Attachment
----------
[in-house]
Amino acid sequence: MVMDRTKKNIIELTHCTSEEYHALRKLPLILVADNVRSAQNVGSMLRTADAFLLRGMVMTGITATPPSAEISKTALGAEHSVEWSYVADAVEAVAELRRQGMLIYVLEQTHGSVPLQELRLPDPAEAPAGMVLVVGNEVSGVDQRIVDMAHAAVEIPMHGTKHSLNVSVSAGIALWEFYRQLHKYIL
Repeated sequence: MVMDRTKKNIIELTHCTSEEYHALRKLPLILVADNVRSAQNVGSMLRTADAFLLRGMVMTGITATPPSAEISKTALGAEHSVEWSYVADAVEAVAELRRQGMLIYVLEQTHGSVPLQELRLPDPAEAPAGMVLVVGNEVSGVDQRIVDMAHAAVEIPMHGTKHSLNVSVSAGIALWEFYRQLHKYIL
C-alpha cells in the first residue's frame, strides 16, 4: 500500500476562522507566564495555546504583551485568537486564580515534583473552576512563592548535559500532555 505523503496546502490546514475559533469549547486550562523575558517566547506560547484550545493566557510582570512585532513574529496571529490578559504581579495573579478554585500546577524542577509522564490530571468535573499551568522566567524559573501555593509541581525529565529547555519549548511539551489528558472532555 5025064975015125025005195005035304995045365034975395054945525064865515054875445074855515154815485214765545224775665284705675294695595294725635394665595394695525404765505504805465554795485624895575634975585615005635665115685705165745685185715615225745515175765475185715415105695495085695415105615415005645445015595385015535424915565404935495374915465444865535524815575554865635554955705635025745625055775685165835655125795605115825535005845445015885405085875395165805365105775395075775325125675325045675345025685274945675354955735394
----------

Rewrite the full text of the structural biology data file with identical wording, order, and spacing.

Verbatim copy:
[in-house]
Amino acid sequence: MVMDRTKKNIIELTHCTSEEYHALRKLPLILVADNVRSAQNVGSMLRTADAFLLRGMVMTGITATPPSAEISKTALGAEHSVEWSYVADAVEAVAELRRQGMLIYVLEQTHGSVPLQELRLPDPAEAPAGMVLVVGNEVSGVDQRIVDMAHAAVEIPMHGTKHSLNVSVSAGIALWEFYRQLHKYIL
Repeated sequence: MVMDRTKKNIIELTHCTSEEYHALRKLPLILVADNVRSAQNVGSMLRTADAFLLRGMVMTGITATPPSAEISKTALGAEHSVEWSYVADAVEAVAELRRQGMLIYVLEQTHGSVPLQELRLPDPAEAPAGMVLVVGNEVSGVDQRIVDMAHAAVEIPMHGTKHSLNVSVSAGIALWEFYRQLHKYIL
C-alpha cells in the first residue's frame, strides 16, 4: 500500500476562522507566564495555546504583551485568537486564580515534583473552576512563592548535559500532555 505523503496546502490546514475559533469549547486550562523575558517566547506560547484550545493566557510582570512585532513574529496571529490578559504581579495573579478554585500546577524542577509522564490530571468535573499551568522566567524559573501555593509541581525529565529547555519549548511539551489528558472532555 5025064975015125025005195005035304995045365034975395054945525064865515054875445074855515154815485214765545224775665284705675294695595294725635394665595394695525404765505504805465554795485624895575634975585615005635665115685705165745685185715615225745515175765475185715415105695495085695415105615415005645445015595385015535424915565404935495374915465444865535524815575554865635554955705635025745625055775685165835655125795605115825535005845445015885405085875395165805365105775395075775325125675325045675345025685274945675354955735394